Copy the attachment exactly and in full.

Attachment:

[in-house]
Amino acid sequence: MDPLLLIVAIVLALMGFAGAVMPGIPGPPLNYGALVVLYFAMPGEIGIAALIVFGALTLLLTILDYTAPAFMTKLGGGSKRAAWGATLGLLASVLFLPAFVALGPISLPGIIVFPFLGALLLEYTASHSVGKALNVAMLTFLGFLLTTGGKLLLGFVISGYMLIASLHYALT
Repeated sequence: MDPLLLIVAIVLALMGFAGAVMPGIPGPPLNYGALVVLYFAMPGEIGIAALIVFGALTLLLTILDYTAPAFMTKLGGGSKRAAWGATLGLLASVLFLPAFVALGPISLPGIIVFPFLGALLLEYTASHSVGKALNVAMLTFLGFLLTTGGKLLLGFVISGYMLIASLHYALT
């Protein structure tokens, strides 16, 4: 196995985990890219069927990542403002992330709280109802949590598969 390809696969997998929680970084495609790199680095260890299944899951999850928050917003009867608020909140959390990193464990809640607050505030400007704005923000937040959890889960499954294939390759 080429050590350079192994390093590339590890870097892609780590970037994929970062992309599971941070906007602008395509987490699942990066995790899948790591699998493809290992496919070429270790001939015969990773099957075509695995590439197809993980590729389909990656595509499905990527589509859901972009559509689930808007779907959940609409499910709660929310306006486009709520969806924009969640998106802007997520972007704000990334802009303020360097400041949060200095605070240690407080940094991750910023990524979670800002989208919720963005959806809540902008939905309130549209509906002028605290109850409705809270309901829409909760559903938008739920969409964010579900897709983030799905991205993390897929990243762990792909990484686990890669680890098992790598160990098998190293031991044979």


[in-house]
Amino acid sequence: MDPLLLIVAIVLALMGFAGAVMPGIPGPPLNYGALVVLYFAMPGEIGIAALIVFGALTLLLTILDYTAPAFMTKLGGGSKRAAWGATLGLLASVLFLPAFVALGPISLPGIIVFPFLGALLLEYTASHSVGKALNVAMLTFLGFLLTTGGKLLLGFVISGYMLIASLHYALT
Repeated sequence: MDPLLLIVAIVLALMGFAGAVMPGIPGPPLNYGALVVLYFAMPGEIGIAALIVFGALTLLLTILDYTAPAFMTKLGGGSKRAAWGATLGLLASVLFLPAFVALGPISLPGIIVFPFLGALLLEYTASHSVGKALNVAMLTFLGFLLTTGGKLLLGFVISGYMLIASLHYALT
């Protein structure tokens, strides 16, 4: 196995985990890219069927990542403002992330709280109802949590598969 390809696969997998929680970084495609790199680095260890299944899951999850928050917003009867608020909140959390990193464990809640607050505030400007704005923000937040959890889960499954294939390759 080429050590350079192994390093590339590890870097892609780590970037994929970062992309599971941070906007602008395509987490699942990066995790899948790591699998493809290992496919070429270790001939015969990773099957075509695995590439197809993980590729389909990656595509499905990527589509859901972009559509689930808007779907959940609409499910709660929310306006486009709520969806924009969640998106802007997520972007704000990334802009303020360097400041949060200095605070240690407080940094991750910023990524979670800002989208919720963005959806809540902008939905309130549209509906002028605290109850409705809270309901829409909760559903938008739920969409964010579900897709983030799905991205993390897929990243762990792909990484686990890669680890098992790598160990098998190293031991044979």